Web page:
First Night: Hay Fever, Theatre Royal, Haymarket, London

Dame Judi shows 'Hay Fever' is not to be sneezed at, even in the spring
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The Independent Culture

From the banks of the Nile in Antony and Cleopatra (which opened on Wednesday at Stratford) to the Thames-side Cookham residence of the Bliss family in Hay Fever (which opened last night at the Theatre Royal, Haymarket) might feel like quite a leap.

But watching these plays on successive evenings, as I've just done, brings home how Shakespeare's love birds and Noel Coward's bohemians share a compulsive tendency to self-dramatisation and a marked difficulty in understanding the concept of "off-stage". The difference is that, though they crave an audience, the Shakespearean couple are safely wrapped up in one another, whereas the alarming Blisses need innocent outsiders to act as participatory stooges in their private games.

Cleopatra is one of the many characters Judi Dench has portrayed for Peter Hall. Now, in his highly entertaining revival of the Coward classic, she plays Judith Bliss, the retired actress who presides over a weekend from hell in which four non-bohemian guests are first ignored, then ritually humiliated, and finally steal away on tiptoe the next morning rather than endure another second with their monstrously egotistical hosts.

Performed on Simon Higlett's handsome set that presents the Bliss home as an opulent arts-and-craft retreat, the production is deliciously knowing about the shameless wiles of theatricality and the havoc that it wreaks. True, at last night's premiere, it wasn't just the social awkwardness of the dramatised situation that made the first act feel a bit tight and strained but the show succeeded in warming up considerably as it progressed.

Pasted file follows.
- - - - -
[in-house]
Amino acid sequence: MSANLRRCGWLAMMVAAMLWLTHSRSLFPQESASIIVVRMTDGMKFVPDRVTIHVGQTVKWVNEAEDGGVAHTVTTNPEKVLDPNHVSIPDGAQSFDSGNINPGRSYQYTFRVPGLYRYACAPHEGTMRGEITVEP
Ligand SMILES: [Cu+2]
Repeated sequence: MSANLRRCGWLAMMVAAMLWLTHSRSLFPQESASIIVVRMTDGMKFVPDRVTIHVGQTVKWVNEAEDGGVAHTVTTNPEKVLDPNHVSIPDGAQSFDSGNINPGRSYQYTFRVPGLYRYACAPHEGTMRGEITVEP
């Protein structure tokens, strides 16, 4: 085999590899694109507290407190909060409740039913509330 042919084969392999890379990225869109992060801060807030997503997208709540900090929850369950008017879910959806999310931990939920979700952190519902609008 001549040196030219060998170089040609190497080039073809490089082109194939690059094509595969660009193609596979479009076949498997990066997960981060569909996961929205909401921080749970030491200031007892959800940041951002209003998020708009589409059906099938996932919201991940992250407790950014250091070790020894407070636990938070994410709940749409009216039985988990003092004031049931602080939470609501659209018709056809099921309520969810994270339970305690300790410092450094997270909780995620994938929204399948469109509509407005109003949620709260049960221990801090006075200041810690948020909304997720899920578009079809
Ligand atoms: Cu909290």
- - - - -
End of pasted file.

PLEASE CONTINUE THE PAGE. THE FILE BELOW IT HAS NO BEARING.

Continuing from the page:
Looking, at moments, disconcertingly like the late Queen Mother in her floaty, floral garments, Dench's Judith veers hilariously between striking attitudes and spouting prefabricated sentiments that derive from memories of her back-catalogue of dreadful melodramas and sudden rapid, pettish concessions to reality.

It's the seamless, brilliantly timed way in which she slides from the semi-rehearsed to the grudgingly spontaneous that makes her performance so funny.

There are some delectable don't-you-dare-stop-me moments when she overrides protests and I shall never forget her little oh-so-stoical scamper to the piano to play what is evidently her one, oh-so-poignant party piece for the stuffed shirt of a diplomat (William Chubb) who only has to touch her to become embroiled in her improvised, wholly bogus scene of staunch parting with her self-centred novelist husband (Peter Bowles).

Both brigades (the conventional visitors and the arty home team) acquit themselves with honours. I particularly liked Charles Edwards as Sandy Tyrell, the sporty, chinless chump who here is an amusingly bashful tangle of hero-worship for Judith before becoming a jumpy, nerve-racked desperado for escape. Dan Stevens and Kim Medcalf (as Simon and Sorel) expertly signal that, however much the Bliss offspring may want to rebel, they are programmed to use newcomers as props and to close ranks against them.

Indeed, the morning after the ghastly night before, the worryingly reinvigorated family has trouble remembering the identity of the depleted bit-players. The climactic laugh comes when Dench, hearing the slammed door and the noise of the absconding car, surfaces for a second from the Blisses' breakfast row and, sublimely impervious to the irony of it, snaps "How very rude!". A Hay Fever that is not to be sneezed at.